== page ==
When a team shoots just 40 percent from the field, misses nine free throws, makes just five baskets in the final 14 minutes -- and still wins by 16 points -- something must be working in its favor.

That was the case with Maryland yesterday at Cole Field House. Triggered by an aggressive defense that limited Dale Davis to nine points, the Terrapins led almost from start to finish in an 81-65 Atlantic Coast Conference win over defending champion Clemson.

Walt Williams led the game with 29 points, including five three-point goals. When Clemson began using a box-and-one defense to stop the Maryland point guard, swingman Matt Roe hit a pair of three-pointers en route to a 12-point day.

Center Cedric Lewis had 17 points and 12 rebounds for Maryland, but more impressive were his six blocked shots and his effort on Davis. Clemson's 6-foot-11 all-ACC forward entered averaging 20 points per game but had just one at halftime and didn't make his first basket until 13:45 remained.

"If we continue to be consistent defensively, we'll be okay," said Maryland Coach Gary Williams. "We can play with these teams; a lot was said before the season about how competitive we'd be in the ACC -- sometimes that acts as motivation for our guys."

Overwhelmingly picked to finish last in the league, some observers wondered if the Terrapins would even win a conference game. Actually, Maryland (7-4, 1-1) could be undefeated in the conference but shot 26 percent in the second half and lost a tough, 74-62 game to Wake Forest last week.

Although there were similar droughts yesterday, most notably a second-half span of four minutes without a field goal, the Terrapins were in control. A jumper by Colby Brown (team-high 13 points) gave Clemson a 13-12 lead eight minutes into the game, but Lewis made two free throws with 10:53 left in the half to give Maryland a lead it never relinquished.

A 10-4 spurt in the final five minutes gave Maryland a 39-29 halftime lead. The Tigers (8-4, 0-2) whittled the margin to 46-42 before a basket by Evers Burns with 14:07 remaining. Davis responded with his first basket and the Terrapins didn't get another until a drive by Roe four minutes later. In the meantime, Maryland increased its lead to 56-46 on free throws.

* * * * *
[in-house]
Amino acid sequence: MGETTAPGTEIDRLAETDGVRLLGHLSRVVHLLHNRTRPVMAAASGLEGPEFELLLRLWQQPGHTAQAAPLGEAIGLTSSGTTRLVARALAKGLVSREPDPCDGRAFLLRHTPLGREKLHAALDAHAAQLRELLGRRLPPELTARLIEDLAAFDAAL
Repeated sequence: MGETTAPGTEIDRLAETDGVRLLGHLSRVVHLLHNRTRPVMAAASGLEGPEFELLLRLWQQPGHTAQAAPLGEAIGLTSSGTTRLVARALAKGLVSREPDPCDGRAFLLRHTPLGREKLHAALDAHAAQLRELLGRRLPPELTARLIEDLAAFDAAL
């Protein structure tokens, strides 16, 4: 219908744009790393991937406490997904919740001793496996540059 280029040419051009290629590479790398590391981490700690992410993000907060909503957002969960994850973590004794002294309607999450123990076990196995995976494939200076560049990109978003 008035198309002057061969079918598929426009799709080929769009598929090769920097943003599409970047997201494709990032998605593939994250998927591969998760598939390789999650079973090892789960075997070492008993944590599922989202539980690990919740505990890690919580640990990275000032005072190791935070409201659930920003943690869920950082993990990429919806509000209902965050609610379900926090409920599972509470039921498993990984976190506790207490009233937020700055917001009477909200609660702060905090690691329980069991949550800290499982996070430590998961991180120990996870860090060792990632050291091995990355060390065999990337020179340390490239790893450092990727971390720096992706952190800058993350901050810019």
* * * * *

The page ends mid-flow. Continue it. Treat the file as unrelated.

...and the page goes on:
Davis accounted for Clemson's other basket, a short jumper with 12:19 left, but he didn't score again until just more than three minutes remained. His frustrating afternoon was underscored when he picked up three personal fouls in less than a minute.

With the game out of reach in the waning minutes, Burns, who nearly came to blows with Davis early in the game, offered his hand to the Clemson player. Grudgingly, Davis accepted it, a short smile crossing his face; seconds after that, Burns made a more emphatic gesture, a flying, fast-break slam dunk that Davis was helpless to stop.

"Lewis did a great job on me and their other guys did a great job of helping him," Davis said. "If I tried to fake on Lewis, they always had someone else right there to pick me up."

One wonders how much help Lewis actually needed. In a season that has been a constant revelation, one in which he has already set career highs in 12 different categories and ranks third in the nation in blocked shots with five a game, yesterday the senior had perhaps his finest afternoon.

"Going against a great player like Davis was definitely an incentive for me," said Lewis. "A lot of people didn't expect much from me, I only averaged eight minutes a game last year. I want to prove everyone wrong but I also want to do it for myself too."